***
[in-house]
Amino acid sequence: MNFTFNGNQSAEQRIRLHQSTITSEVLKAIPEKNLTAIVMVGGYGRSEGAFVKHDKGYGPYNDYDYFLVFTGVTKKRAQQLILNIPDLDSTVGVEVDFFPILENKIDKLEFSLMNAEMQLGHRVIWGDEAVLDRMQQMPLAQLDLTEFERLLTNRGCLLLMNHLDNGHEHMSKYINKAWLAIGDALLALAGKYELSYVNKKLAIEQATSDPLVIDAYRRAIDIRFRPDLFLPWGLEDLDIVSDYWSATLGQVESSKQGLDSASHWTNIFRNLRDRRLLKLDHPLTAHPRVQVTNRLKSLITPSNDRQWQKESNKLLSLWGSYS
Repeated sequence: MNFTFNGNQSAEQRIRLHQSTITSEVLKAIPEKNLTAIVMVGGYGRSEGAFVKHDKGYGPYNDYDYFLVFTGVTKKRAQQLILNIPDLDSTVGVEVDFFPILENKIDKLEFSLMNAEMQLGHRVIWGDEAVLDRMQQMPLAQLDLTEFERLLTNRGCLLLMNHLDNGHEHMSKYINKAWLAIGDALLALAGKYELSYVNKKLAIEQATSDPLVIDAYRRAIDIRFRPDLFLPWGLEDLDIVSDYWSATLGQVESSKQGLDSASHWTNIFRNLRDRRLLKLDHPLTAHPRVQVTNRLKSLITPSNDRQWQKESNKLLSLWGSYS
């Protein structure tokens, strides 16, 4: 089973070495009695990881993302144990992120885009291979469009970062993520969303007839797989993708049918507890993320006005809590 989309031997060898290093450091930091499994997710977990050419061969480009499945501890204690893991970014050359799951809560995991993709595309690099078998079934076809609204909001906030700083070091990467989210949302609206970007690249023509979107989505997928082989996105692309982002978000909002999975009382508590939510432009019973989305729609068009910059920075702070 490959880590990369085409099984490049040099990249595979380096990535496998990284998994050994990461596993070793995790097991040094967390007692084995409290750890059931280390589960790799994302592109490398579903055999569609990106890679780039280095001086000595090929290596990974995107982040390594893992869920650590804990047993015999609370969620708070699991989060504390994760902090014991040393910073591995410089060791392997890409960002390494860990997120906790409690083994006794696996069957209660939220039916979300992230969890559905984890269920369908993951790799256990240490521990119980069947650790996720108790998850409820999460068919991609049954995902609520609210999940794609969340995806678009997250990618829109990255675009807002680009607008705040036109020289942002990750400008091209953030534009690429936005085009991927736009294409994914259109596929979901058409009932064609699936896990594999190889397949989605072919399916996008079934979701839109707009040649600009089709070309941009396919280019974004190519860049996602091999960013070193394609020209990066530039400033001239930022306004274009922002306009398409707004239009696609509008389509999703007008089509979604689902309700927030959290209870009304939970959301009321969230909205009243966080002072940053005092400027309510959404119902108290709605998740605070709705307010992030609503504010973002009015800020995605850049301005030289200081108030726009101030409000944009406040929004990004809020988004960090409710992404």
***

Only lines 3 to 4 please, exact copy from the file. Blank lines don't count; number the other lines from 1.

Repeated sequence: MNFTFNGNQSAEQRIRLHQSTITSEVLKAIPEKNLTAIVMVGGYGRSEGAFVKHDKGYGPYNDYDYFLVFTGVTKKRAQQLILNIPDLDSTVGVEVDFFPILENKIDKLEFSLMNAEMQLGHRVIWGDEAVLDRMQQMPLAQLDLTEFERLLTNRGCLLLMNHLDNGHEHMSKYINKAWLAIGDALLALAGKYELSYVNKKLAIEQATSDPLVIDAYRRAIDIRFRPDLFLPWGLEDLDIVSDYWSATLGQVESSKQGLDSASHWTNIFRNLRDRRLLKLDHPLTAHPRVQVTNRLKSLITPSNDRQWQKESNKLLSLWGSYS
């Protein structure tokens, strides 16, 4: 089973070495009695990881993302144990992120885009291979469009970062993520969303007839797989993708049918507890993320006005809590 989309031997060898290093450091930091499994997710977990050419061969480009499945501890204690893991970014050359799951809560995991993709595309690099078998079934076809609204909001906030700083070091990467989210949302609206970007690249023509979107989505997928082989996105692309982002978000909002999975009382508590939510432009019973989305729609068009910059920075702070 490959880590990369085409099984490049040099990249595979380096990535496998990284998994050994990461596993070793995790097991040094967390007692084995409290750890059931280390589960790799994302592109490398579903055999569609990106890679780039280095001086000595090929290596990974995107982040390594893992869920650590804990047993015999609370969620708070699991989060504390994760902090014991040393910073591995410089060791392997890409960002390494860990997120906790409690083994006794696996069957209660939220039916979300992230969890559905984890269920369908993951790799256990240490521990119980069947650790996720108790998850409820999460068919991609049954995902609520609210999940794609969340995806678009997250990618829109990255675009807002680009607008705040036109020289942002990750400008091209953030534009690429936005085009991927736009294409994914259109596929979901058409009932064609699936896990594999190889397949989605072919399916996008079934979701839109707009040649600009089709070309941009396919280019974004190519860049996602091999960013070193394609020209990066530039400033001239930022306004274009922002306009398409707004239009696609509008389509999703007008089509979604689902309700927030959290209870009304939970959301009321969230909205009243966080002072940053005092400027309510959404119902108290709605998740605070709705307010992030609503504010973002009015800020995605850049301005030289200081108030726009101030409000944009406040929004990004809020988004960090409710992404």